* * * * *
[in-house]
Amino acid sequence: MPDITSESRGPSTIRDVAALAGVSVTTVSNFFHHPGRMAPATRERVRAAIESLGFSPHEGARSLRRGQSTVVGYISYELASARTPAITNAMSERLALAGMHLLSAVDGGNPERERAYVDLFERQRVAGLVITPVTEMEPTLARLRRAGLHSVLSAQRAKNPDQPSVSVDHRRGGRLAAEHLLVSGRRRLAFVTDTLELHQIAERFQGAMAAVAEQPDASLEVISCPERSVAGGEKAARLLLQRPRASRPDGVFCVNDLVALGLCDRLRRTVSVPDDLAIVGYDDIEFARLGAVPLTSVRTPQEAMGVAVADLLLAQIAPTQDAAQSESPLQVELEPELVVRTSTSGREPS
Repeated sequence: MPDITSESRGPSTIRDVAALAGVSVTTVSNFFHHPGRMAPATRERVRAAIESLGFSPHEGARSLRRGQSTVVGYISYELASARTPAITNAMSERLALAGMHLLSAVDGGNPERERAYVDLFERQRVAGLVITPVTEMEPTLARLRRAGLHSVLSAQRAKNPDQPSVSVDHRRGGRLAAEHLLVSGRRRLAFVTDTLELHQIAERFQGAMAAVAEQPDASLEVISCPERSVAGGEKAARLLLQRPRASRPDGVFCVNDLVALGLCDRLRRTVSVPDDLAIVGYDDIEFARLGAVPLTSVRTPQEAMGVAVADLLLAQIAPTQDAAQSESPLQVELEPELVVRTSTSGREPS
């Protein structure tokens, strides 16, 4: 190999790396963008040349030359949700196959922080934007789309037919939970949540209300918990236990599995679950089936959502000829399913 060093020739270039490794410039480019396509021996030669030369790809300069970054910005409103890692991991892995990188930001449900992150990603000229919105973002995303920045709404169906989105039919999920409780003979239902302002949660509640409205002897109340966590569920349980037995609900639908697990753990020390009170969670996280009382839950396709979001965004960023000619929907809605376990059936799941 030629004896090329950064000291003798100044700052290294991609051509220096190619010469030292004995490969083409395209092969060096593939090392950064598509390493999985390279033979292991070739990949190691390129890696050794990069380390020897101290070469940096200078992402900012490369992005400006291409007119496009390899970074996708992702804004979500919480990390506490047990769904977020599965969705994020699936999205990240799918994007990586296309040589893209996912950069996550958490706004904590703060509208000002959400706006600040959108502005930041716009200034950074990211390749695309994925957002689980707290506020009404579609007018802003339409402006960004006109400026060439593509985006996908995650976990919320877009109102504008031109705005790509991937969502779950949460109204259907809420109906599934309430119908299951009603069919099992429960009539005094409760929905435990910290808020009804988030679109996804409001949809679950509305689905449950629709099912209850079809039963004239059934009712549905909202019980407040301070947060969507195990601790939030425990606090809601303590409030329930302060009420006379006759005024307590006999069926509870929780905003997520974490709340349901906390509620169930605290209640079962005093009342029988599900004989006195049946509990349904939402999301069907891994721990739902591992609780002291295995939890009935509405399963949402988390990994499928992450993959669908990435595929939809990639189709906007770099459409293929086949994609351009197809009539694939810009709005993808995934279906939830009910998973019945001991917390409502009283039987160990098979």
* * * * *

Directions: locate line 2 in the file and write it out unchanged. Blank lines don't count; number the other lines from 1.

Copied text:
Amino acid sequence: MPDITSESRGPSTIRDVAALAGVSVTTVSNFFHHPGRMAPATRERVRAAIESLGFSPHEGARSLRRGQSTVVGYISYELASARTPAITNAMSERLALAGMHLLSAVDGGNPERERAYVDLFERQRVAGLVITPVTEMEPTLARLRRAGLHSVLSAQRAKNPDQPSVSVDHRRGGRLAAEHLLVSGRRRLAFVTDTLELHQIAERFQGAMAAVAEQPDASLEVISCPERSVAGGEKAARLLLQRPRASRPDGVFCVNDLVALGLCDRLRRTVSVPDDLAIVGYDDIEFARLGAVPLTSVRTPQEAMGVAVADLLLAQIAPTQDAAQSESPLQVELEPELVVRTSTSGREPS